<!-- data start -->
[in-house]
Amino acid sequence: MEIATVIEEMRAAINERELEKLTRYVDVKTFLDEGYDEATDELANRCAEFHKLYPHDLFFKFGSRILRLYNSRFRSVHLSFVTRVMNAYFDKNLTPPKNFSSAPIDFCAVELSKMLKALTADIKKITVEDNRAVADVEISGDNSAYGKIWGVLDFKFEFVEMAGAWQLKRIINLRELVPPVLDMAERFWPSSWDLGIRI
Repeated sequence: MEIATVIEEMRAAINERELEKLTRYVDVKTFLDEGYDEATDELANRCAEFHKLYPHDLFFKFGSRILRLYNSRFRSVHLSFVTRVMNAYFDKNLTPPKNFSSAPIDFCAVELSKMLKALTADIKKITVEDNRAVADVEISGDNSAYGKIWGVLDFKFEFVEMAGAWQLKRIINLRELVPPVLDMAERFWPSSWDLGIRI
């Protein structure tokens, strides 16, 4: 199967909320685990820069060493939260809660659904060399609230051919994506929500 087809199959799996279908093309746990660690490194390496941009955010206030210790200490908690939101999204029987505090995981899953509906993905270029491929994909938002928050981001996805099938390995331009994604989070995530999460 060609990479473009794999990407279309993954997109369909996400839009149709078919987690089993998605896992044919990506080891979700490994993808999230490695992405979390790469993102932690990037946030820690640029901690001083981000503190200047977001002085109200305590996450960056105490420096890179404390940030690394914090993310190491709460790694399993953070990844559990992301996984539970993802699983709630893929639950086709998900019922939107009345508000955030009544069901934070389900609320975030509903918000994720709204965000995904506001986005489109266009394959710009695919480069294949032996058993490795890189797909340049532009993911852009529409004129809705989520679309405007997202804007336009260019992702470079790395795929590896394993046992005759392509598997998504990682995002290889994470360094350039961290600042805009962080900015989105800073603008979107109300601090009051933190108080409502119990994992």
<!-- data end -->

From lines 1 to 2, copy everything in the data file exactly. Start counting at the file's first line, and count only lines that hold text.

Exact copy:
[in-house]
Amino acid sequence: MEIATVIEEMRAAINERELEKLTRYVDVKTFLDEGYDEATDELANRCAEFHKLYPHDLFFKFGSRILRLYNSRFRSVHLSFVTRVMNAYFDKNLTPPKNFSSAPIDFCAVELSKMLKALTADIKKITVEDNRAVADVEISGDNSAYGKIWGVLDFKFEFVEMAGAWQLKRIINLRELVPPVLDMAERFWPSSWDLGIRI